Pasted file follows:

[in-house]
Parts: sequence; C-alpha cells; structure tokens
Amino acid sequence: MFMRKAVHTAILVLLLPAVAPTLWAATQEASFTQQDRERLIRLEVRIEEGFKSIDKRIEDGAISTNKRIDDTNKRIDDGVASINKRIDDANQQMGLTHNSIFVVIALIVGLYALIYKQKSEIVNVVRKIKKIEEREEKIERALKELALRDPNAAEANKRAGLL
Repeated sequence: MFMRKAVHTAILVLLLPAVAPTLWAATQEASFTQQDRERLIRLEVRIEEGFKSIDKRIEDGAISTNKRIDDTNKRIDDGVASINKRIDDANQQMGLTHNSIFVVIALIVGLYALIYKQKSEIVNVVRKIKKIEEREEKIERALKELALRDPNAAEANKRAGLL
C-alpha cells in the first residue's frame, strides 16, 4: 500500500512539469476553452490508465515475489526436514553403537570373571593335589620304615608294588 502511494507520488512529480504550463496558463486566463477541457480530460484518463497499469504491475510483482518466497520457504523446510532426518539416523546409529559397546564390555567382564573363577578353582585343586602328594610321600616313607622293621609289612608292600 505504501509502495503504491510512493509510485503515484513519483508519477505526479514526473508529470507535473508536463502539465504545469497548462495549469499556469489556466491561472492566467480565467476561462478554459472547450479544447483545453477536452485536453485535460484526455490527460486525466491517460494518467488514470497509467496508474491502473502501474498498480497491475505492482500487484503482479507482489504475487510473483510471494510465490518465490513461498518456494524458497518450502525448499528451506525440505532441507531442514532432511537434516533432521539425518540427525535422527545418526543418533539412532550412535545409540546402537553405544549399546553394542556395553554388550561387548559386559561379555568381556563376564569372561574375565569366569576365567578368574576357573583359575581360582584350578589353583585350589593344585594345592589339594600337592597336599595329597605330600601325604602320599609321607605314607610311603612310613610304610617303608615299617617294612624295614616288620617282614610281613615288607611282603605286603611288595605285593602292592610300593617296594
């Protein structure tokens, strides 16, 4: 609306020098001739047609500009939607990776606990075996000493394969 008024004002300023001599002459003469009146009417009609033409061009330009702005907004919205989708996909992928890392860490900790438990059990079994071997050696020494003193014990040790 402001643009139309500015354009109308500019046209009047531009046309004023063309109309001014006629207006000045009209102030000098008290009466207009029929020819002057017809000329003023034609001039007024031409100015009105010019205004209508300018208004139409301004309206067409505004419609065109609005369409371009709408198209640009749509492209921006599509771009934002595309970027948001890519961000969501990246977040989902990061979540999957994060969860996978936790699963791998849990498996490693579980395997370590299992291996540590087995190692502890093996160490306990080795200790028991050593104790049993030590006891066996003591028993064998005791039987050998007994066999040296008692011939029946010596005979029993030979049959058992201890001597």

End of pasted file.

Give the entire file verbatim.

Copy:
[in-house]
Parts: sequence; C-alpha cells; structure tokens
Amino acid sequence: MFMRKAVHTAILVLLLPAVAPTLWAATQEASFTQQDRERLIRLEVRIEEGFKSIDKRIEDGAISTNKRIDDTNKRIDDGVASINKRIDDANQQMGLTHNSIFVVIALIVGLYALIYKQKSEIVNVVRKIKKIEEREEKIERALKELALRDPNAAEANKRAGLL
Repeated sequence: MFMRKAVHTAILVLLLPAVAPTLWAATQEASFTQQDRERLIRLEVRIEEGFKSIDKRIEDGAISTNKRIDDTNKRIDDGVASINKRIDDANQQMGLTHNSIFVVIALIVGLYALIYKQKSEIVNVVRKIKKIEEREEKIERALKELALRDPNAAEANKRAGLL
C-alpha cells in the first residue's frame, strides 16, 4: 500500500512539469476553452490508465515475489526436514553403537570373571593335589620304615608294588 502511494507520488512529480504550463496558463486566463477541457480530460484518463497499469504491475510483482518466497520457504523446510532426518539416523546409529559397546564390555567382564573363577578353582585343586602328594610321600616313607622293621609289612608292600 505504501509502495503504491510512493509510485503515484513519483508519477505526479514526473508529470507535473508536463502539465504545469497548462495549469499556469489556466491561472492566467480565467476561462478554459472547450479544447483545453477536452485536453485535460484526455490527460486525466491517460494518467488514470497509467496508474491502473502501474498498480497491475505492482500487484503482479507482489504475487510473483510471494510465490518465490513461498518456494524458497518450502525448499528451506525440505532441507531442514532432511537434516533432521539425518540427525535422527545418526543418533539412532550412535545409540546402537553405544549399546553394542556395553554388550561387548559386559561379555568381556563376564569372561574375565569366569576365567578368574576357573583359575581360582584350578589353583585350589593344585594345592589339594600337592597336599595329597605330600601325604602320599609321607605314607610311603612310613610304610617303608615299617617294612624295614616288620617282614610281613615288607611282603605286603611288595605285593602292592610300593617296594
């Protein structure tokens, strides 16, 4: 609306020098001739047609500009939607990776606990075996000493394969 008024004002300023001599002459003469009146009417009609033409061009330009702005907004919205989708996909992928890392860490900790438990059990079994071997050696020494003193014990040790 402001643009139309500015354009109308500019046209009047531009046309004023063309109309001014006629207006000045009209102030000098008290009466207009029929020819002057017809000329003023034609001039007024031409100015009105010019205004209508300018208004139409301004309206067409505004419609065109609005369409371009709408198209640009749509492209921006599509771009934002595309970027948001890519961000969501990246977040989902990061979540999957994060969860996978936790699963791998849990498996490693579980395997370590299992291996540590087995190692502890093996160490306990080795200790028991050593104790049993030590006891066996003591028993064998005791039987050998007994066999040296008692011939029946010596005979029993030979049959058992201890001597």